This book brings together scholarship on three different forms of state violence, examining each for what it can tell us about the conditions under which states use violence and the significance of violence to our understanding of states. This book calls into question the legitimacy of state uses of violence and mounts a sustained effort at interpretation, sense making, and critique. It suggests that condemning the state's decisions to use lethal force is not a simple matter of abolishing the death penalty or – to take another exemplary example of the killing state – demanding that the state engage only in just (publicly declared and justified) wars, pointing out that even such overt instances of lethal force are more elusive as targets of critique than one might think. Indeed, altering such decisions may do little to change the essential relationship of the state to violence.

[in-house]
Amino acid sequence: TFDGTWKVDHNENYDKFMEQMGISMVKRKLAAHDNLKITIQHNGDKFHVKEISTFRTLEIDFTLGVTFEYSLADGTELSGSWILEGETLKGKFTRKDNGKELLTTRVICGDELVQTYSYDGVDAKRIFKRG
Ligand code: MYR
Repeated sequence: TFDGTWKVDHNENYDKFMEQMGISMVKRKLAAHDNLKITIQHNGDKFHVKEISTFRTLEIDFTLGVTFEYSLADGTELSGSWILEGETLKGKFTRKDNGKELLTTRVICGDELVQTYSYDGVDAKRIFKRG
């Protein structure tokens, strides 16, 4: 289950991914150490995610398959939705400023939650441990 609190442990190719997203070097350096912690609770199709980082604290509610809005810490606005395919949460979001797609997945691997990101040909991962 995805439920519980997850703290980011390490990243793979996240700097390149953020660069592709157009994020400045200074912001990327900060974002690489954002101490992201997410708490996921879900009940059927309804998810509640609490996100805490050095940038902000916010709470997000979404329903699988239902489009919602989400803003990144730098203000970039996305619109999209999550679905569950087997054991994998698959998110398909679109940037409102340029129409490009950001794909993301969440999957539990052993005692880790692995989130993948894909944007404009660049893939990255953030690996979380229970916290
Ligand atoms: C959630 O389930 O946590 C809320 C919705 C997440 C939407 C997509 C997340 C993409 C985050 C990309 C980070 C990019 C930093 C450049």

This book explores how norms-based international organizations, namely the Council of Europe and the OSCE, are still able to win in world politics. Fawn uses the concept of internal conditionality to explain how these organizations have been able to respond to members with a lack of material incentives or instruments of coercion.
Analyzes social aspects of prison, covering various theories about the role and function of punishment in society in the United States, including how the culture of imprisonment carries over into everyday life through television shows, movies, prison tourism, and other avenues, and examines the negative impact of penal spectatorship.